Even though students are ultimately responsible for their own learning, the roles we assume as instructors are critical in guiding studentsí thinking and behavior. We can take on a variety of roles in our teaching (e.g., synthesizer, moderator, challenger, commentator). These roles should be chosen in service of the learning objectives and in support of the instructional activities. For example, if the objective is for students to be able to analyze arguments from a case or written text, the most productive instructor role might be to frame, guide and moderate a discussion. If the objective is to help students learn to defend their positions or creative choices as they present their work, our role might be to challenge them to explain their decisions and consider alternative perspectives. Such roles may be constant or variable across the semester depending on the learning objectives.
- Effective teaching involves progressively refining our courses based on reflection and feedback.
Teaching requires adapting. We need to continually reflect on our teaching and be ready to make changes when appropriate (e.g., something is not working, we want to try something new, the student population has changed, or there are emerging issues in our fields). Knowing what and how to change requires us to examine relevant information on our own teaching effectiveness. Much of this information already exists (e.g., student work, previous semestersí course evaluations, dynamics of class participation), or we may need to seek additional feedback with help from the university teaching center (e.g., interpreting early course evaluations, conducting focus groups, designing pre- and posttests). Based on such data, we might modify the learning objectives, content, structure, or format of a course, or otherwise adjust our teaching. Small, purposeful changes driven by feedback and our priorities are most likely to be manageable and effective.
- Ambrose, S. A., Bridges, M.W., DiPietro, M., Lovett, M.C. & Norman, M.K. (2010). How LearningWorks: Seven Research Based Principles for Smart Teaching. San Francisco, California: Jossey Bass Publishers
- Anderson, J. R., Conrad, F. G., Corbett, A. T. (1989). Skill acquisition and the LISP tutor. Cognitive Science, 13(4), 467-505.
- Bandura, A. (1989). Self-regulation of motivation and action through internal standards and goal systems. In L. A. Pervin (Ed.), Goal concepts in personality and social psychology (pp. 19-85). Hillsdale, NJ: Erlbaum.
- Carver, C.S. & Scheier, M.F. (1998). On the self-regulation of behavior. New York: Cambridge University Press.
- Clement, J.J. (1982). Studentsí preconceptions in introductory mechanics. American Journal of Physics, 50, 66-71.
- DiSessa, A. (1982). Unlearning Aristotelian physics: A study of knowledge-based learning. Cognitive Science, 6, 37-75.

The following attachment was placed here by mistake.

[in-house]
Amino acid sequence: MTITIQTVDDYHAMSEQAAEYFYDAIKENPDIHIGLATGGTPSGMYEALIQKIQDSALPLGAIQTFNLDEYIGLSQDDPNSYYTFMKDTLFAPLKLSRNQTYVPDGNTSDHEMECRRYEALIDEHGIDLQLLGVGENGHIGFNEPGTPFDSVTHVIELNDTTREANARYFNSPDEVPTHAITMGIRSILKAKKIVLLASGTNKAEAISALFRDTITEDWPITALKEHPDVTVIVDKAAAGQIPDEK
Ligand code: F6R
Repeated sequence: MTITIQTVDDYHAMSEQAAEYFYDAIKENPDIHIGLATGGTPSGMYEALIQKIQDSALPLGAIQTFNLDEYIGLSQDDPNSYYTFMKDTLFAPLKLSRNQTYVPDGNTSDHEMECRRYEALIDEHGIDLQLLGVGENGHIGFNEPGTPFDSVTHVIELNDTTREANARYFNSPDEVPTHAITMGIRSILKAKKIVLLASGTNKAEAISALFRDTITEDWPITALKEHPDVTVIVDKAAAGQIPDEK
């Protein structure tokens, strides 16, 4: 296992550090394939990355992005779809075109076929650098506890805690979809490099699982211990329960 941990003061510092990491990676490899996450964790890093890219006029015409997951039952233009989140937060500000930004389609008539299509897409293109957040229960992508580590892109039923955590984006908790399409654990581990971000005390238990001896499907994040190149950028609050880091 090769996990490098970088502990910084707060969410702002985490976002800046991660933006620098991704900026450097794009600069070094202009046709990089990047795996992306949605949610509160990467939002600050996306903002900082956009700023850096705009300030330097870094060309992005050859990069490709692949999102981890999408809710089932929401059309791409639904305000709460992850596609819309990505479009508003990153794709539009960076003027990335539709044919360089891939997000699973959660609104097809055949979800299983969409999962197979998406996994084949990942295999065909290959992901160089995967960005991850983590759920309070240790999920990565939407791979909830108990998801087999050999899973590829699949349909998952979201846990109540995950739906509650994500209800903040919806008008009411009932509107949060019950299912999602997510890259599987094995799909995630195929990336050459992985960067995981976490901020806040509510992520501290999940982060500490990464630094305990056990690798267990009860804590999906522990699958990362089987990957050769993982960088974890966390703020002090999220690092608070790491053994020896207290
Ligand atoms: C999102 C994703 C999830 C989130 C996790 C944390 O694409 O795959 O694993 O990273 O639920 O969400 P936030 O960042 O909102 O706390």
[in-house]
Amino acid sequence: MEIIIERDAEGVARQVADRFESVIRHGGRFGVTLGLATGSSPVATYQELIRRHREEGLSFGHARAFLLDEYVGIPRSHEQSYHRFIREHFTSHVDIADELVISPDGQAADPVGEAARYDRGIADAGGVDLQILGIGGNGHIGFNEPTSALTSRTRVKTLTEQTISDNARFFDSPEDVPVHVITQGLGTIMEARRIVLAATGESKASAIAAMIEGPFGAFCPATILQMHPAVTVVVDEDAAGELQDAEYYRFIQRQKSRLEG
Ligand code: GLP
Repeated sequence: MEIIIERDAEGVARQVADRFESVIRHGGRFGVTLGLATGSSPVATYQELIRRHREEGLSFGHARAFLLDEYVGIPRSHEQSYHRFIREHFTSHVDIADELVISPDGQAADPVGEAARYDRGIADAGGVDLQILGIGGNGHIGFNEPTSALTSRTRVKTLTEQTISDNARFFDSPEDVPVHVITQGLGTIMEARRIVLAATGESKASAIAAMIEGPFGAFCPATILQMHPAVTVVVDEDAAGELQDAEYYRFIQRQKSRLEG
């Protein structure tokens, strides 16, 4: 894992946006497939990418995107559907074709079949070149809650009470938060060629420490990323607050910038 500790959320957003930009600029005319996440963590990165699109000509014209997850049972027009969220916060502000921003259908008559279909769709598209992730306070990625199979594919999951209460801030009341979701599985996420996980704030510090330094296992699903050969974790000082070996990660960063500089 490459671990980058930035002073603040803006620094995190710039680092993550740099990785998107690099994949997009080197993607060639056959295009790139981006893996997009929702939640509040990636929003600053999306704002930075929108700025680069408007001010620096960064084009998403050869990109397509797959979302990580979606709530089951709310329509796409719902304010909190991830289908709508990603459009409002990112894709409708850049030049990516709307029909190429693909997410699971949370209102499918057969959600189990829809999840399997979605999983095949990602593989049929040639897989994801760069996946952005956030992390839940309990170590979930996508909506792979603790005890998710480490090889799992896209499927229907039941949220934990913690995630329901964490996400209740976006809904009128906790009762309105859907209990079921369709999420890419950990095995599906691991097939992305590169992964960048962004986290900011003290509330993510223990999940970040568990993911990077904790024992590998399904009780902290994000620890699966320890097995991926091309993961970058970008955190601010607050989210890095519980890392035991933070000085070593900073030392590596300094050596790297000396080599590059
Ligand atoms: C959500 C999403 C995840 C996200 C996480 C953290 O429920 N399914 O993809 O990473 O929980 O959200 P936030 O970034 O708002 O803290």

- Dweck, C.S. (2002). Beliefs that make smart people dumb. In R.J. Sternberg (Ed.), Why smart people can be so stupid (pp. 24-41). New Haven, CT: Yale University Press.
- Ford, M.E. (1992). Motivating humans: Goals, emotions and personal agency beliefs. Newbury Park, CA: Sage Publications, Inc.
- Healy, A. F., & Sinclair, G. P. (1996). The long-term retention of training and instruction (pp. 525-564). In E. L. Bjork, & R. A. Bjork (Eds.) Memory. San Diego, CA: Academic Press.
- Hidi, S. & Renninger K.A. (2004). Interest, a motivational variable that combines affective and cognitive functioning. In D. Y. Dai & R. J. Sternberg (Eds.), Motivation, emotion, and cognition: Integrative perspectives on intellectual functioning and development (pp. 89-115). Mahwah, NJ: Erlbaum.
- Holyoak, K. J. (1984). Analogical thinking and human intelligence. In R. J. Sternberg (Ed.), Advances in the Psychology of Human Intelligence, Vol. 2 (pp. 199-230). Hillsdale, NJ: Erlbaum.
- Kuh, G.D., Kinzie, J., Schuh, J.H., Whitt, E.J. & Associates. (2005). Student Success in College: Creating Conditions That Matter. San Francisco: Jossey-Bass.
- Matlin, M. W. (1989). Cognition. NY, NY: Harcourt, Brace, Janovich.
- National Research Council (2001). Knowing What Students Know: The Science and Design of Educational Assessment. Washington, DC: National Academy Press.
- National Research Council (2000). How People Learn: Brain, Mind, Experience, and School. Washington, DC: National Academy Press.
- Nelson, T. A. (1992). Metacognition. Boston, MA: Allyn & Bacon.
- Pascarella, E.T. & Terenzini, P. (2005). How College Affects Students. San Francisco: Jossey Bass.
- Schommer, M. (1994). An emerging conceptualization of epistemological beliefs and their role in learning. In R. Barner & P. Alexander (Eds.), Beliefs about text and instruction with text (pp. 25-40). Hillsdale, NJ: Erlbaum.
- Singley, M. K., & Anderson, J. R. (1989). The Transfer of Cognitive Skill. Cambridge, MA: Harvard University Press.
- Steele, C.M. & Aronson, J. (1995). Stereotype threat and the intellectual test performance of African Americans. Journal of Personality and Social Psychology, 69 (5), 797-811.
- Walton, G. M., & Cohen, G. L. (2007). A question of belonging: race, social fit, and achievement. Journal of Personality and Social Psychology, 92 (1), 82-96.
- Wiggins, G. (1998). Educative Assessment: Designing Assessments to Inform and Improve Student Performance, Jossey-Bass: San Francisco.